Elevator 3D Printing Ideal for R&D Tax Credits

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Elevators are essential for accessing a building. Other components, such as air conditioning, are important but not essential for basic use of the building. Without elevators, many workers cannot physically get to their offices.

Elevator manufacturers are seeing more and more usage of 3D printing within their industries. Companies like the Otis Elevator Company and SODIMAS have been pioneers in using 3D printing to reduce production costs as well as development time. Those that use 3D printers are eligible for federal research and development tax credits.

The Research & Development Tax Credit

Enacted in 1981, the federal Research and Development (R&D) Tax Credit allows a credit of up to 13 percent of eligible spending for new and improved products and processes. Qualified research must meet the following four criteria:

  • New or improved products, processes, or software
  • Technological in nature
  • Elimination of uncertainty
  • Process of experimentation

Eligible costs include employee wages, cost of supplies, cost of testing, contract research expenses, and costs associated with developing a patent. On December 18, 2015 President Obama signed the bill making the R&D Tax Credit permanent. Beginning in 2016, the R&D credit can be used to offset Alternative Minimum Tax and startup businesses can utilize the credit against $250,000 per year in payroll taxes.

Otis Elevator Company

The Otis Elevator Company, known to be the world’s largest manufacturer of vertical transportation systems, owns a Stratasys 3D printer that they use for the product development stage of manufacturing elevators. The elevator company uses their Stratasys 3D printer for the development of parts, aesthetic mock-ups, and components for test stands. The company invested in 3D printing in the hopes that it would improve turnaround speeds and they are reaping the benefits. With the use of a 3D printer, Otis has been able to shorten product development time.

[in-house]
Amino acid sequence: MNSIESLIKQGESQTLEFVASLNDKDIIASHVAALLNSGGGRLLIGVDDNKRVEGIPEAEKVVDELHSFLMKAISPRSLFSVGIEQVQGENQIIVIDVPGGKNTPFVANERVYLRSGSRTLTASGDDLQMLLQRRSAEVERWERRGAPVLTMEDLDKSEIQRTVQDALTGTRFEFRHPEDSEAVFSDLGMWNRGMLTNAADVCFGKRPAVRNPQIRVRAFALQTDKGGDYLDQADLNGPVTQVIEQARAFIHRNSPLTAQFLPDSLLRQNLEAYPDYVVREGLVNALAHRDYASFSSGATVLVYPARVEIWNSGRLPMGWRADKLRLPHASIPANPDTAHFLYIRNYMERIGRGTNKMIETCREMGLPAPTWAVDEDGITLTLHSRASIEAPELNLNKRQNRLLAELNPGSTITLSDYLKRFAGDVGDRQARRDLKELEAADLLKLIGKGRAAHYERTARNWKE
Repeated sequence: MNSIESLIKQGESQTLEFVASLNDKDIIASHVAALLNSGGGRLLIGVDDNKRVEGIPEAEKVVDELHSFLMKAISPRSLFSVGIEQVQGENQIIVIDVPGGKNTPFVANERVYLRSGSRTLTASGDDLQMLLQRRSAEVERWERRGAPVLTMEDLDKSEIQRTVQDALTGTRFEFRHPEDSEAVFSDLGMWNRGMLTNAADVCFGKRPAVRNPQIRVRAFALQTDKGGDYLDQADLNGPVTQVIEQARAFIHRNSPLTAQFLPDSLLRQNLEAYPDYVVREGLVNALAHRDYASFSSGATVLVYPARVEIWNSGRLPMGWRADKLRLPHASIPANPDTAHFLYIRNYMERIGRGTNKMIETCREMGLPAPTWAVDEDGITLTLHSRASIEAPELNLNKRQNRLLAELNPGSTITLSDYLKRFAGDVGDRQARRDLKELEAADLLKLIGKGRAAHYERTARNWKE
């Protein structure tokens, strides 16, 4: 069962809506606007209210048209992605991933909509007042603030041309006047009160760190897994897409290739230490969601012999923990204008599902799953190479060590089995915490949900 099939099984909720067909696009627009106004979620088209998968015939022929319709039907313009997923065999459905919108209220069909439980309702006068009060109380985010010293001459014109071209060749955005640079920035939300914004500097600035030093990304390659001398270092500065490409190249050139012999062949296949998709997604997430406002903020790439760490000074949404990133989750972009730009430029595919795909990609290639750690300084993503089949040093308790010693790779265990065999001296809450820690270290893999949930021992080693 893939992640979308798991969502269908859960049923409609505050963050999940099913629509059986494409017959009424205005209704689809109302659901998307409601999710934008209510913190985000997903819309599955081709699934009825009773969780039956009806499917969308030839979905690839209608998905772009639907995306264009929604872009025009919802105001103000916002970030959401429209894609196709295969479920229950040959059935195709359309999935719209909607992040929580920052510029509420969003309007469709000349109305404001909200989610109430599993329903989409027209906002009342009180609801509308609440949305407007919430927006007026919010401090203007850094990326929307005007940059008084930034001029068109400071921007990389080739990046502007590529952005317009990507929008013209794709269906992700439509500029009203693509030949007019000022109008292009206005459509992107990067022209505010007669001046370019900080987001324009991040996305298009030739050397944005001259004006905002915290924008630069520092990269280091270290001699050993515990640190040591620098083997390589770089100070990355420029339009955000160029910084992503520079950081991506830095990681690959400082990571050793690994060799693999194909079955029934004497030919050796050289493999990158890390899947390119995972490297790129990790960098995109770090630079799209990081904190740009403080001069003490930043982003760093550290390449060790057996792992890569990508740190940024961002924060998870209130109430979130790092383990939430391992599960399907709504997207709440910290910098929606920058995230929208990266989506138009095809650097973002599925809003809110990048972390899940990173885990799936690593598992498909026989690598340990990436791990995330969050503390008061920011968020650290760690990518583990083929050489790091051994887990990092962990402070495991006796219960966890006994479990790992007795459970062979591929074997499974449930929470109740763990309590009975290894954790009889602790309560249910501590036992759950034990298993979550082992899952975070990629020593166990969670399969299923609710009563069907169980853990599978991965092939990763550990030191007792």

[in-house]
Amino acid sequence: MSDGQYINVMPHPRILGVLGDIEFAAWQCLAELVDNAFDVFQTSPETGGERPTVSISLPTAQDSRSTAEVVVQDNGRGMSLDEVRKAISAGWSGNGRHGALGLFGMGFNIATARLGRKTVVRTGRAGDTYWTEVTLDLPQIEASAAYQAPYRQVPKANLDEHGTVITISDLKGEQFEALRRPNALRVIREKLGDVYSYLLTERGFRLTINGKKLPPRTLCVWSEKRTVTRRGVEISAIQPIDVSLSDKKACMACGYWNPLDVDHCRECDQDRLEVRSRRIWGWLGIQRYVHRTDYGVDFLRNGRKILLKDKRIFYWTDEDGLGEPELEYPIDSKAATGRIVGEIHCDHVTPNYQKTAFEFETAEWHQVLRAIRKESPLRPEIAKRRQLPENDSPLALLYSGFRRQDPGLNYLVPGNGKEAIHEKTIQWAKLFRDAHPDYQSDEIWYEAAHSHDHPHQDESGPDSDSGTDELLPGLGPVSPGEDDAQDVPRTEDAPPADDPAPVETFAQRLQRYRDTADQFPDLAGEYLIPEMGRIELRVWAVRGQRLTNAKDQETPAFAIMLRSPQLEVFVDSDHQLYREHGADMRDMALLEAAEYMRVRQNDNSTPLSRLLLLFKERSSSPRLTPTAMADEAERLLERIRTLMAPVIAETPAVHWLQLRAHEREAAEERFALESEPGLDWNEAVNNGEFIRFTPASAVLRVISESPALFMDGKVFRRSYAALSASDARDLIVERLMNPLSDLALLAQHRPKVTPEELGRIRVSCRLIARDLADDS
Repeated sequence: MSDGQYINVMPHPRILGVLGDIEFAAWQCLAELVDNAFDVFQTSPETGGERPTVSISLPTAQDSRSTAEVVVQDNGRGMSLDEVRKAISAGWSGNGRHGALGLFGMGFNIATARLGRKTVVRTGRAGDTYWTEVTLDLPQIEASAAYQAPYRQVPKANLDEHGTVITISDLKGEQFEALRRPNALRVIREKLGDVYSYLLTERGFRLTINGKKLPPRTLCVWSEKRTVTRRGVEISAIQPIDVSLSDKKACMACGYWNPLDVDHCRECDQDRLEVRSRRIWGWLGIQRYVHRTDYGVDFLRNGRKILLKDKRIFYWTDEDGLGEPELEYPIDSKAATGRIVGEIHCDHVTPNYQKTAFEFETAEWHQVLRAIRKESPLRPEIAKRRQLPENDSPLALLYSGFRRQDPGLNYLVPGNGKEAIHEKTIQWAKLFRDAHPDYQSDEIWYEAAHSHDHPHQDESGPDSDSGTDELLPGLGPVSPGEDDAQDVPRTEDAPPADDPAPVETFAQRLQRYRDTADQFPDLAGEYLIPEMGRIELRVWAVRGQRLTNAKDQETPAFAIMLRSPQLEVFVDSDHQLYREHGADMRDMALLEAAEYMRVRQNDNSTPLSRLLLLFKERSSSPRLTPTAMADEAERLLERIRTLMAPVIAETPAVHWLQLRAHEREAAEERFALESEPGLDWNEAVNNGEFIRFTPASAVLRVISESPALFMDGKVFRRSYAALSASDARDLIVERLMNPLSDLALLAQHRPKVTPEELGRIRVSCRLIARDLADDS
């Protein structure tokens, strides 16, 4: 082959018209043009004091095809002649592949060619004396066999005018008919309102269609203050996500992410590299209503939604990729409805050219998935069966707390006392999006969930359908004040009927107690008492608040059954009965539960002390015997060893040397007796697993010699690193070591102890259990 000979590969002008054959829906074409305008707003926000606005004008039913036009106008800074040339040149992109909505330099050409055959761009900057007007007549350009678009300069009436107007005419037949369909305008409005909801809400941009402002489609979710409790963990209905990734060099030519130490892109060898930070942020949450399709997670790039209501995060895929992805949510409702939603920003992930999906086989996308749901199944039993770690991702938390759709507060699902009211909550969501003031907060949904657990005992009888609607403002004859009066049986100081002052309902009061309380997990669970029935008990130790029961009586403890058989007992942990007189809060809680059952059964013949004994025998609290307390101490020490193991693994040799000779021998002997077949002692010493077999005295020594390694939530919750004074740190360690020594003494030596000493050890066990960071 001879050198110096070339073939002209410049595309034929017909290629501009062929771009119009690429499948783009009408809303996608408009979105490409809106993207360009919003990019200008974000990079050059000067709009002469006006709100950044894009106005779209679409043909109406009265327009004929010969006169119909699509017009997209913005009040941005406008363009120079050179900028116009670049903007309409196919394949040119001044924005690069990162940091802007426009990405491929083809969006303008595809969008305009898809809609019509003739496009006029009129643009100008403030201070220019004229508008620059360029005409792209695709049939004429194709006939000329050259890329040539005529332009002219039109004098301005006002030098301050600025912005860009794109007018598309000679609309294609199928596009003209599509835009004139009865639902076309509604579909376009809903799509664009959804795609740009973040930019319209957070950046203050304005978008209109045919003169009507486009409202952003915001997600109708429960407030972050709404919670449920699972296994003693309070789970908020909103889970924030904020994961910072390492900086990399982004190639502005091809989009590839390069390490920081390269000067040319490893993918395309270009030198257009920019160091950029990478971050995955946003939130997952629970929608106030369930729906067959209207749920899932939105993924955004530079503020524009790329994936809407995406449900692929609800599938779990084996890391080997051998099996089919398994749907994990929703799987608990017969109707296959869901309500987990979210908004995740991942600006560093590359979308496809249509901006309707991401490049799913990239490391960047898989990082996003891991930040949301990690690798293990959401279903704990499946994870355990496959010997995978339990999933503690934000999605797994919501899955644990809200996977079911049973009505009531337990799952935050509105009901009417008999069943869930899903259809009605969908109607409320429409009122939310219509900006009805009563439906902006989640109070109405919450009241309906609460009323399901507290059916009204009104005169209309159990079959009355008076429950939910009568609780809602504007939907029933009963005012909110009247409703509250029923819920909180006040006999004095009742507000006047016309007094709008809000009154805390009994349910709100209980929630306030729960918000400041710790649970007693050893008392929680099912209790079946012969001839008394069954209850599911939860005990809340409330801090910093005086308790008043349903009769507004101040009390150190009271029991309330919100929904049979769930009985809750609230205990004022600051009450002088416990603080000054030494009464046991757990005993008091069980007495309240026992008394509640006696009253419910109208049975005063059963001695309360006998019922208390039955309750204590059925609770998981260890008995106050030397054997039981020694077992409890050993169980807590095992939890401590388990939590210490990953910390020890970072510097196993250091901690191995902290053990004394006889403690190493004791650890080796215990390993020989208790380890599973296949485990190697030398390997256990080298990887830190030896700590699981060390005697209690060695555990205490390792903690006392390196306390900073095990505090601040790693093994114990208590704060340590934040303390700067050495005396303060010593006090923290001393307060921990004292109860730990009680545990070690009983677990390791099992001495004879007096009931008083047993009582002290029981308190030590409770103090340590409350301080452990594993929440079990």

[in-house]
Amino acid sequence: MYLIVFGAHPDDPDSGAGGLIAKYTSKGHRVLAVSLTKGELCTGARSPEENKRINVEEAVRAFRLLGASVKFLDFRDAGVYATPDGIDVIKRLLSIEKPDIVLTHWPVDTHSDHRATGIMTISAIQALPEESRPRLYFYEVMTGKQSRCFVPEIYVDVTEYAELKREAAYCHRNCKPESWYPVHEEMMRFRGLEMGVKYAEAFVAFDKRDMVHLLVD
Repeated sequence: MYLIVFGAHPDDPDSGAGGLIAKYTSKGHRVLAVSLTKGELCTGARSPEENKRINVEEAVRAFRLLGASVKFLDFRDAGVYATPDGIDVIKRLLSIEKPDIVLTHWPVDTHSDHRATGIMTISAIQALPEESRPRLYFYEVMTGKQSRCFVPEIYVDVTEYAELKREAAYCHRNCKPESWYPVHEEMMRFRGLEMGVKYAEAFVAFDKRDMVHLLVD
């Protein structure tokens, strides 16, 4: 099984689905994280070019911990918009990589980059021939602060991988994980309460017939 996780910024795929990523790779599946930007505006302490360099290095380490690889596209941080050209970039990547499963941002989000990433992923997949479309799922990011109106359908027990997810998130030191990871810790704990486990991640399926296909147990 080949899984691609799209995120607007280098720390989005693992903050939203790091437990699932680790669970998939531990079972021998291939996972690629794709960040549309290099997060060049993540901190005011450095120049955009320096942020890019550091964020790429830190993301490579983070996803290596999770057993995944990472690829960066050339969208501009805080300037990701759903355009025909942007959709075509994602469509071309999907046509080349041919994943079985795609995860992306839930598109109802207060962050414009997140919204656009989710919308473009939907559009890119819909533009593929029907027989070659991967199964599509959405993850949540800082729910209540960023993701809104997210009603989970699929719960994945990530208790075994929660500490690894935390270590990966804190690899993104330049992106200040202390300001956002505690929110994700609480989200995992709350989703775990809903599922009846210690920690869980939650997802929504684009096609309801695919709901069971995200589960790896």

SODIMAS Elevators

The innovative elevator manufacturer based in France, SODIMAS, has been a pioneer in utilizing 3D printing for the industry. They use the Fortus 450mc from Stratasys to develop prototypes, helping to reduce production costs. All of their elevator cabins are made from aluminum, but the concept and development of the frames are 3D printed. By using 3D printing, SODIMAS’ prototype production time was reduced by 98%. Not only can 3D printing be used for efficient prototyping, but assembly tools may be 3D printed as well. SODIMAS has printed upwards of fifteen different tools to be used in the production of elevators. These are customized assembly tools that are inexpensive and quick to print while acting as precise guides during fine-tuning of component parts. Another use for 3D printing in the elevator industry is training. Small, mechanically accurate models can be printed with the purpose of demonstrating and teaching elevator mechanics to both staff and customers. SODIMAS previously showcased how their elevators work by having a flat mechanical model mounted on a piece of wood. Though it was an accurate model, it was heavy to carry. A 3D printed elevator model is lightweight while still being accurate and providing a 3D perspective.

KONE Elevators

KONE, an international elevator company that offers services for new and existing buildings, has been using 3D printing for elevator designs as well as planning to use it for customer service. Their Nouveau Glamour collection includes stainless steel or laminate that is combined with 3D printed glass to create beautiful interiors. KONE CIO Antti Koskelin has also spoken about plans to innovate customer service where spare parts will be 3D printed at the back of KONE service vehicles before technicians even arrive onsite.

Thyssenkrupp

German industrial company thyssenkrupp plans on opening its own 3D printing center this year. Thyssenkrupp manufactures elevators as well as steel and submarines. The company plans on using its 3D printing center to produce the plastic and metal used in many of its products. For thyssenkrupp, 3D printers can save money on material costs and production time.

Conclusion

3D printing has proven to be useful and innovative across a range of industries. Elevator manufacturers can make use of 3D printers in prototyping, training, and making customized tools. The technology can improve development time and also reduce production costs. Companies like SODIMAS are also looking to use 3D printing to reduce inventory. Instead of stocking spare parts, manufacturers can use a 3D printer to print spare parts on demand, potentially eliminating stockroom space.


Charles Goulding and Rafaella July of R&D Tax Savers discuss 3D printing applications for elevators.

 

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